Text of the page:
DERMagic uses only the finest all natural anti-bacterial and anti-fungal ingredients formulated with certified organic whole-leaf aloe Vera, nutritional vitamin-E, lanolin, beeswax and soothing natural oils. DERMagic products are currently available online at, and in finer pets shops and salons throughout Oregon and Washington. All DERMagic products are guaranteed safe and effective, and contain no cortisone, antibiotics or harsh chemicals.

I just wanted to let everyone know that the All About Labradors blog is not affiliated or compensated in any way with DERMagic. What I would really like is for one of the readers of this blog, along with their lovable Labrador Retriever(s), is to win the DERMagic "Spa With Your Dog Month" Photo Contest!

Get your Labradors all soaped up and make sure to enter the contest. If a reader from this blog does win, I will also feature you on All About Labradors and Labrador Retriever Pictures blog.

Good Luck!!!

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Tuesday, September 09, 2008

Tips For Easier Dog Bathing

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Sunday, September 07, 2008

Can I take my Labrador Retriever Golfing?

The answer to the question is no! Because you never know what our lovable Labrador Retrievers might swallow.

A black Labrador Retriever named Oscar had a ball while snooping around a golf course near his home.

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Thursday, September 04, 2008

Free Purina One Pet Food Sample is offering a free sample of Purina One dog or puppy food (they also have samples of kitty and cat food available).

Information about - "This website serves as a foundation to create the link between pet care companies and pet owning consumers. Senequoi is setting out to provide cheap and/or free solutions to consumers seeking better pet treatment, as well as providing an invaluable resource to pet companies: allowing them to better understand their demography."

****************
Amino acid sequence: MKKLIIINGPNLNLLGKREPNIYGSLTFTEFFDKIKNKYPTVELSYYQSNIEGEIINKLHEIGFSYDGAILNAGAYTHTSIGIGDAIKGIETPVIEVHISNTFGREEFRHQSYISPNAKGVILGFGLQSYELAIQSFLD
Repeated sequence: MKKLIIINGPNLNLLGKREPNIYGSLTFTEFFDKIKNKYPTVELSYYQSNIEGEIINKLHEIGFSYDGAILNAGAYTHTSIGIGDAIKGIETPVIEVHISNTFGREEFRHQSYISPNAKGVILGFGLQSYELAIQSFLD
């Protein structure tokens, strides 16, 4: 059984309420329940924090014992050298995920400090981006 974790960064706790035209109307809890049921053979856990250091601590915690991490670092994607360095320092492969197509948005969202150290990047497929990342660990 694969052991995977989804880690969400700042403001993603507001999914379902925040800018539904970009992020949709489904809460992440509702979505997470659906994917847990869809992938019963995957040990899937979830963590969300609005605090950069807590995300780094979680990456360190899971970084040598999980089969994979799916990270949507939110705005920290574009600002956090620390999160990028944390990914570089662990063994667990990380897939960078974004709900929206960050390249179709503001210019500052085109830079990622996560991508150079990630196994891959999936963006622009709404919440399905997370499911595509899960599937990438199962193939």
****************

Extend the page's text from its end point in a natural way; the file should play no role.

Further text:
You can request your choice of:

Total Nutrition - Dog
Total Nutrition - Cat
Growth - Puppy
Growth - Kitty

Information from Purina - "Purina ONE® starts with real ingredients such as lamb, chicken, turkey, rice, plus yogourt and other highly digestible protein sources that help contribute to your dog's healthy digestion and total body health

Purina ONE® offers a line of innovative formulas to meet your dog's changing and unique nutritional needs. Whether your dog is a puppy or adult, Purina ONE formulas provide super premium nutrition for good health you can see in your dog."

Visit the Senequoi website to make your request for a free sample bag of Purina One pet food.

For your information - Offer available exclusively to residents of the United States.

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Wednesday, September 03, 2008

6 things to know about dog safety on Halloween

Masked intruders lurk on the doorstep, making demands and threatening mayhem. You know it’s all in fun, but Halloween can be anything but a treat for the dogs in your family.

“We hear about more dogs dying or straying during Halloween than any other holiday,” says dog behavioral therapist Liam Crowe, president of canine training company Bark Busters USA. “Halloween is intended to scare and startle us, making it a haunting holiday for dogs too.”

Dogs are creatures of habit, he says, and “the unusual set of circumstances that Halloween provides is very unsettling to them.”

Think about your dog’s safety in the same way you would think about the safety of a small child, he advises. Here are some more tips from Crowe to keep your canine companions from getting spooked this year.

1. Ins and outs: Don’t leave your dog outside on Halloween, even if your yard is fenced, Crowe advises. Your pet is too vulnerable to mischief-makers outdoors, and increased activity in the neighborhood and costumed trick-or-treaters may cause anxiety. Instead create a safe haven for your dog in the den, laundry room or other room. Play music or turn on a fan to drown out the ringing doorbell. Give your pet a blanket or something soft to snuggle on, or an item of clothing with your scent on it. Throw in a favorite toy or two, and be sure to check on the dog frequently to reduce its stress.

2. Show some restraint. It’s best to keep your dog away from the front door, to limit its excitability, aggression and chances of running away, Crowe says. If you can’t keep your dog in a separate room, restrain it with a leash or block its access to the front door with a doggie gate, and draw the curtains so your pet can’t see all the costumed kids climbing your steps.

3. Safeguard the sweets. Keep candy away from your pet, Crowe advises. Chocolate, especially dark chocolate, can be toxic to dogs, and candy wrappers can cause choking. Because we need to keep the candy bowl accessible, dogs often help themselves when we’re not looking. Although some dogs can eat candy without any ill effects, Crowe says to call your vet if you suspect your pooch has nabbed some chocolate. Common reactions include heavy breathing and salivating, lethargy and unusual behavior.